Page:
Even if you have not lost a loved one to suicide, all members of the greater Samaritans' community are invited to join us for this powerful event. There is no more impactful way to be reminded of the importance of our work, nor more inspirational way to rededicate ourselves to the work of suicide prevention in the upcoming year.

When and Where : 3-5PM at the Unitarian Universalist Church in Arlington Center (630 Massachusetts Avenue, Arlington), a social hour will following the program to build upon the community of support we have created at Samaritans.
Introducing our 2015 Boston Marathon Team!MarathonTeam
We are so excited to announce our 2015 Marathon Team, who will run the Boston Marathon for suicide prevention on April 20th! Thanks to the John Hancock Boston Marathon Non-Profit, this is the 8th consecutive year that Samaritans will have a team running 26.2 miles in the most prestigious marathon in the country. Each month through April, we will be introducing you to a few members of our outstanding team:
  • Carrie Asselin: a member of our 2014 Boston Marathon team, Carrie raised over $13,000 in memory of her brother, Nathaniel, who she lost to suicide in 2011. Unfortunately, Carrie was injured just weeks before last year's marathon and was unable to run. Lucky for us she is ready now! She moved to Boston (from Cheyney, PA) in June of 2012 to pursue neuroscience research, but has since shifted gears and is in her first year at Cambridge Friends School as a Middle School Science Intern. Carrie first became involved with Samaritans when she attended SafePlace meetings. To make a donation towards Carrie's goal of $13,402 or learn more about her, visit her CrowdRise page.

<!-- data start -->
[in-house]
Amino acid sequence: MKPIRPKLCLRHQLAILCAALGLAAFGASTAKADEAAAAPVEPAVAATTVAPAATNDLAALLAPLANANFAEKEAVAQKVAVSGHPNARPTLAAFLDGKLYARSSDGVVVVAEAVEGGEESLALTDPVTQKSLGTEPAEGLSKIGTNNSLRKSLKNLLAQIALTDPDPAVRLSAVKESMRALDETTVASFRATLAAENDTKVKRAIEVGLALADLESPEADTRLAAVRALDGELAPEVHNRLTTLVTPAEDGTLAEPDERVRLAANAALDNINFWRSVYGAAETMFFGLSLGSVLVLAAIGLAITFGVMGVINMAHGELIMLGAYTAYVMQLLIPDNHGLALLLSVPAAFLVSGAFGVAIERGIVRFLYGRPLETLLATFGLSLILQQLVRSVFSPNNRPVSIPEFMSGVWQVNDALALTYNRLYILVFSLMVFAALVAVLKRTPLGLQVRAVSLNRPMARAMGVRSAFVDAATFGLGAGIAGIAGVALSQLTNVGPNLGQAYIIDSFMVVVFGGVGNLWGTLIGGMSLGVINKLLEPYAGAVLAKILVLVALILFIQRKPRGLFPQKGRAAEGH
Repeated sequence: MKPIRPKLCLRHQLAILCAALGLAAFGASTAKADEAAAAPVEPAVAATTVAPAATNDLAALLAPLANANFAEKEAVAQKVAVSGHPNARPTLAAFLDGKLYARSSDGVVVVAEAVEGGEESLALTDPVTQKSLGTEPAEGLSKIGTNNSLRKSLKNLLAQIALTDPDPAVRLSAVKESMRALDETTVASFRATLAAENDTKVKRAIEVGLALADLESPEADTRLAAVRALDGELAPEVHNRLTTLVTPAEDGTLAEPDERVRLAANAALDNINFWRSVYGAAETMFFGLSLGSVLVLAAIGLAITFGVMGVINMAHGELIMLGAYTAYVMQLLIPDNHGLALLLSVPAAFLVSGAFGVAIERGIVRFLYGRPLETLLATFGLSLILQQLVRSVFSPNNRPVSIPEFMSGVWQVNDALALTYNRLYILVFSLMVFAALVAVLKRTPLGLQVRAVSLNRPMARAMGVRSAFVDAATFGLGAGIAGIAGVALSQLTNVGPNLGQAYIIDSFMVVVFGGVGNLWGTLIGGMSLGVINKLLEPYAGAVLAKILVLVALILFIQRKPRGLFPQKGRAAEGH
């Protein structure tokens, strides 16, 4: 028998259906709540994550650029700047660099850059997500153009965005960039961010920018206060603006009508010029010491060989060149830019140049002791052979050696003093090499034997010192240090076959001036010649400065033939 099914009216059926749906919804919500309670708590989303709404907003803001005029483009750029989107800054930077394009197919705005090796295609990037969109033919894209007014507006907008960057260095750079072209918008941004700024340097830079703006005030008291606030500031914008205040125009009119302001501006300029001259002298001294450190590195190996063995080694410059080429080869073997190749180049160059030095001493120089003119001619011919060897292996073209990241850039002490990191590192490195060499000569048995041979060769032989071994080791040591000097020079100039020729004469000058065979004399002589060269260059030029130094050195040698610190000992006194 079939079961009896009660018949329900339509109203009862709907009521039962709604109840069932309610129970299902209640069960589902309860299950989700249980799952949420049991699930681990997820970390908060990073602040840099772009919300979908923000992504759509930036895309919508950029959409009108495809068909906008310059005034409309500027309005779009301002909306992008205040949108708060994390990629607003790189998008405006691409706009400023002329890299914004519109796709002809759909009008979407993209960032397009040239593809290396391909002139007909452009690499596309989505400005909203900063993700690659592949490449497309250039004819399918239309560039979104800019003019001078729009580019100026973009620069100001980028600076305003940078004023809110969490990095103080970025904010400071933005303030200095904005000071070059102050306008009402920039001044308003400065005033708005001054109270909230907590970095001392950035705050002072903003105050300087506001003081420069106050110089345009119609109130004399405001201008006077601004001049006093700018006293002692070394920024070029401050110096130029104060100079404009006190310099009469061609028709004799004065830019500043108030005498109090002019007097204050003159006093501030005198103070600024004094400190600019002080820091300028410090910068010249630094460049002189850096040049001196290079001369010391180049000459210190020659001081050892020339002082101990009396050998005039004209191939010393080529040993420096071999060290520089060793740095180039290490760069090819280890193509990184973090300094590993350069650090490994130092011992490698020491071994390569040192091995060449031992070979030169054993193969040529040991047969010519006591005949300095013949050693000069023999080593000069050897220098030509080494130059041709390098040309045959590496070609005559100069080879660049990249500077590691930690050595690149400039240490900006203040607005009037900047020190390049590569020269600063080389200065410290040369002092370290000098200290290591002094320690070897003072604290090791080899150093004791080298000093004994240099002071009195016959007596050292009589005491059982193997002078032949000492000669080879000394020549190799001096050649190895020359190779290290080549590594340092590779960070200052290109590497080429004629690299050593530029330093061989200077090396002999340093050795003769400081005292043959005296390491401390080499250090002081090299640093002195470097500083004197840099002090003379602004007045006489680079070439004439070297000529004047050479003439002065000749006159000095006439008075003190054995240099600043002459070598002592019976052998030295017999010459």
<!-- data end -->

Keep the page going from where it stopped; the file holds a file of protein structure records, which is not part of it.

• Michelle "Mo" Wheeler: Mo is a suicide attempt survivor. She became a runner in 2010, and you may often hear her say"running has saved my life". Last year, she became involved with Samaritans through the 5K team Ally's Team, in memory of her friends sister, Allyson Marie Kramer, who was lost to suicide at the young age of 13. Though she is an avid runner, this will be Mo's first marathon. Mo lives in in Merrimack, NH with her husband and two sons. To make a donation towards Mo's goal of $10,000 or to learn more about her, visit her CrowdRise page
  • James "Jimmy" Morin: Jimmy is a learning consultant residing in South Boston. He will be running his second Boston Marathon, his first with Samaritans, in memory of his mother, Elizabeth, who he lost to suicide almost ten years ago. Jimmy first became involved with Samaritans as a member of the 5K team SouthieStrong, and aims to break the stigma associated with suicide. To make a donation towards Jimmy's goal of $7,500 or learn more about him, visit his CrowdRise page

Help the team reach their collection goal of $150,000 for our life saving services:

10 of 15 2015 Boston Marathon Team Members
  • Make a donation. Donate directly to one or more of our runners by visiting our CrowdRise page and clicking on their individual pages, or you can make a general donation to the entire team.
  • Qualified for the Boston Marathon and want to make your run more meaningful? Join our team!